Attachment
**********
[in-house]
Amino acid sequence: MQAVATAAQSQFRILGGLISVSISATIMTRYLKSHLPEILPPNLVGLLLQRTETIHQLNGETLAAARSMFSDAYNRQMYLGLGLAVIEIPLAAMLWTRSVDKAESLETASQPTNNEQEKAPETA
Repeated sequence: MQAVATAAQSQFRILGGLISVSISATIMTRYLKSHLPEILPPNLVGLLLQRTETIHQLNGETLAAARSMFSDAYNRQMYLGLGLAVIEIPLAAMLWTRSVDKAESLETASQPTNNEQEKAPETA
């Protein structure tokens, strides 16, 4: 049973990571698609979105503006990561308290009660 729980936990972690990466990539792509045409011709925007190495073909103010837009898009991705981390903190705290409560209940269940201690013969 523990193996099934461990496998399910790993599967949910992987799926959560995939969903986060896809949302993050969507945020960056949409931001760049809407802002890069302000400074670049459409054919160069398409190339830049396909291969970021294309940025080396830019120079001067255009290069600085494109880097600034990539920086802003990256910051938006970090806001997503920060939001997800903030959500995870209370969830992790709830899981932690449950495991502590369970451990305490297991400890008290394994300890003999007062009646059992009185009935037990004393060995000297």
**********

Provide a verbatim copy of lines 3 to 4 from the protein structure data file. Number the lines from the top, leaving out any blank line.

Repeated sequence: MQAVATAAQSQFRILGGLISVSISATIMTRYLKSHLPEILPPNLVGLLLQRTETIHQLNGETLAAARSMFSDAYNRQMYLGLGLAVIEIPLAAMLWTRSVDKAESLETASQPTNNEQEKAPETA
């Protein structure tokens, strides 16, 4: 049973990571698609979105503006990561308290009660 729980936990972690990466990539792509045409011709925007190495073909103010837009898009991705981390903190705290409560209940269940201690013969 523990193996099934461990496998399910790993599967949910992987799926959560995939969903986060896809949302993050969507945020960056949409931001760049809407802002890069302000400074670049459409054919160069398409190339830049396909291969970021294309940025080396830019120079001067255009290069600085494109880097600034990539920086802003990256910051938006970090806001997503920060939001997800903030959500995870209370969830992790709830899981932690449950495991502590369970451990305490297991400890008290394994300890003999007062009646059992009185009935037990004393060995000297």